History of Augusta, Georgia
The area along the river was long inhabited by varying cultures of indigenous peoples, who relied on the river for fish, water and transportation. The site of Augusta was used by Native Americans as a place to cross the Savannah River, because of its location on the fall line. In 1735, two years after James Oglethorpe founded Savannah, he sent a detachment of troops to explore up the Savannah River. He gave them an order to build at the head of the navigable part of the river. The expedition was led by Noble Jones, who created the settlement to provide a first line of defense for coastal areas against potential Spanish or French invasion from the interior. Oglethorpe named the town Augusta, in honor of Princess Augusta, wife of Frederick, Prince of Wales and mother of the future King George III of the United Kingdom. Augusta was the second state capital of Georgia from 1785 until 1795 (alternating for a period with Savannah, the first). It was in the area of Georgia developed as the Black Belt, for large cotton plantations, after the invention of the cotton gin made use of short-staple cotton more profitable. The commodity crops were worked by enslaved Africans, many brought from the Low Country, where the Gullah culture had developed on its large Sea Island cotton and rice plantations. Augusta, Georgia was founded in 1735 as part of the British colony of Georgia, under the supervision of colony founder James Oglethorpe. It was the colony's second established town, after Savannah. Today, Augusta is the second-largest city in Georgia, and the largest city of the Central Savannah River Area. James Edward Oglethorpe (22 December 1696 – 30 June 1785) was a British general, Member of Parliament, philanthropist, and founder of the colony of Georgia. As a social reformer, he hoped to resettle Britain's poor, especially those in debtors' prisons, in the New World. In 1728, three years before conceiving the Georgia colony, Oglethorpe chaired a Parliamentary committee on prison reform. The committee documented horrendous abuses in three debtors’ prisons. As a result of the committee’s actions, many debtors were released from prison with no means of support. Oglethorpe viewed this as part of the larger problem of urbanization, which was depleting the countryside of productively employed people and depositing them in cities, particularly London, where they often became impoverished or resorted to criminal activity. In order to address this problem, Oglethorpe and a group of associates, many of whom served on the prison committee, petitio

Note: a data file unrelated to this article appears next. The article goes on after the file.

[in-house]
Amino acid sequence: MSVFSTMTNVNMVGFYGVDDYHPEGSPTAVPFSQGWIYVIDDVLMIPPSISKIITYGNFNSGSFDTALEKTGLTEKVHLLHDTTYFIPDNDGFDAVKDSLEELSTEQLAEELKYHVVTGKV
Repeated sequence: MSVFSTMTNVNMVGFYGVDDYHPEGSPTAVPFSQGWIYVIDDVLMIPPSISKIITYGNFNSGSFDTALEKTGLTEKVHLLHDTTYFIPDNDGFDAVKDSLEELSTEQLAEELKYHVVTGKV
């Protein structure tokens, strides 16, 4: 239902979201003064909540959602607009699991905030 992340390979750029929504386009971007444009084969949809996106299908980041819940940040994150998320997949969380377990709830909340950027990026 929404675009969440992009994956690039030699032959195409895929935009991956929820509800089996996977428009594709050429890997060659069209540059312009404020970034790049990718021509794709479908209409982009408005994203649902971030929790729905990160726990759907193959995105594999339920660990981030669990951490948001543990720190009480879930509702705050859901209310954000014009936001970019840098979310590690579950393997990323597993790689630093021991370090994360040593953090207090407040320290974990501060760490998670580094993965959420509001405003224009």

ed in 1730 to form the Trustees for the Establishment of the Colony of Georgia in America. The petition was finally approved in 1732, and the first group of colonists, led by Oglethorpe, departed for the New World in November. Oglethorpe and the Trustees formulated a contract, multi-tiered plan for the settlement of Georgia (see the Oglethorpe Plan). The plan framed a system of “agrarian equality” designed to support and perpetuate an economy based on family farming and prevent social disintegration associated with unregulated urbanization. Land ownership was limited to fifty acres, a grant that included a town lot, a garden plot near town, and a forty-five acre farm. Self-supporting colonists were able to obtain larger grants, but such grants were structured in fifty acre increments tied to the number of indentured servants supported by the grantee. Servants would receive a land grant of their own upon completing their term of service. No person was permitted to acquire additional land through purchase or inheritance. Oglethorpe and the first colonists arrived at South Carolina on the ship Ann in late 1732, and settled near the present site of Savannah, Georgia on 12 February 1733. He negotiated with the Yamacraw tribe for land and established (Oglethorpe became great friends with Chief Tomochichi, who was the chief of the Yamacraw) a series of defensive forts, most notably Fort Frederica, of which substantial remains can still be visited. He then returned to England and arranged to have slavery banned in Georgia. Oglethorpe and his fellow trustees were granted a royal charter for the Province of Georgia between the Savannah and Altamaha rivers on 9 June 1732. Georgia was a key contested area, lying in between the two colonies. It was Oglethorpe's idea that British debtors should be released from prison and sent to Georgia. Although it is often repeated that this would theoretically rid Britain of its so-called undesirable elements, in fact it was Britain's "worthy poor" whom Oglethorpe wanted in Georgia. Ultimately, few debtors ended up in Georgia. The colonists included many Scots whose pioneering skills greatly assisted the colony, and many of Georgia's new settlers consisted of poor English tradesmen and artisans and religious refugees from Switzerland, France and Germany, as well as a number of Jewish refugees. The colony's charter provided for acceptance of all religions except Roman Catholicism. The ban on Roman Catholic settlers was based on the colony's proximity to the hostile settlements in Spanish Florida.